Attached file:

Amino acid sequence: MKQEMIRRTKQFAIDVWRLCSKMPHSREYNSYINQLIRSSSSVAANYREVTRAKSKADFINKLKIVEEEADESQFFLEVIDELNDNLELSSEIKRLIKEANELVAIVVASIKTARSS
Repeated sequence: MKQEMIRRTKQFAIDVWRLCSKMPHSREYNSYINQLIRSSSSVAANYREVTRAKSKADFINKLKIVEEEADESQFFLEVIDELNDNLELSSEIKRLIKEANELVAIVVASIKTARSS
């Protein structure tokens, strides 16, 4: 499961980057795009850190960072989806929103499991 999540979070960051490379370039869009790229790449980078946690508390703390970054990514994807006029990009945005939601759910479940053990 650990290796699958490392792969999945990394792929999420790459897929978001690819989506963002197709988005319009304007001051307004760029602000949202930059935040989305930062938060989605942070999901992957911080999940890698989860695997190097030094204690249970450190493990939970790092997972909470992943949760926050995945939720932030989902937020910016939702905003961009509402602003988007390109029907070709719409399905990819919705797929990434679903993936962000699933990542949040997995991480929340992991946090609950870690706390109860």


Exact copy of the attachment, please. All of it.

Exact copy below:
Amino acid sequence: MKQEMIRRTKQFAIDVWRLCSKMPHSREYNSYINQLIRSSSSVAANYREVTRAKSKADFINKLKIVEEEADESQFFLEVIDELNDNLELSSEIKRLIKEANELVAIVVASIKTARSS
Repeated sequence: MKQEMIRRTKQFAIDVWRLCSKMPHSREYNSYINQLIRSSSSVAANYREVTRAKSKADFINKLKIVEEEADESQFFLEVIDELNDNLELSSEIKRLIKEANELVAIVVASIKTARSS
């Protein structure tokens, strides 16, 4: 499961980057795009850190960072989806929103499991 999540979070960051490379370039869009790229790449980078946690508390703390970054990514994807006029990009945005939601759910479940053990 650990290796699958490392792969999945990394792929999420790459897929978001690819989506963002197709988005319009304007001051307004760029602000949202930059935040989305930062938060989605942070999901992957911080999940890698989860695997190097030094204690249970450190493990939970790092997972909470992943949760926050995945939720932030989902937020910016939702905003961009509402602003988007390109029907070709719409399905990819919705797929990434679903993936962000699933990542949040997995991480929340992991946090609950870690706390109860």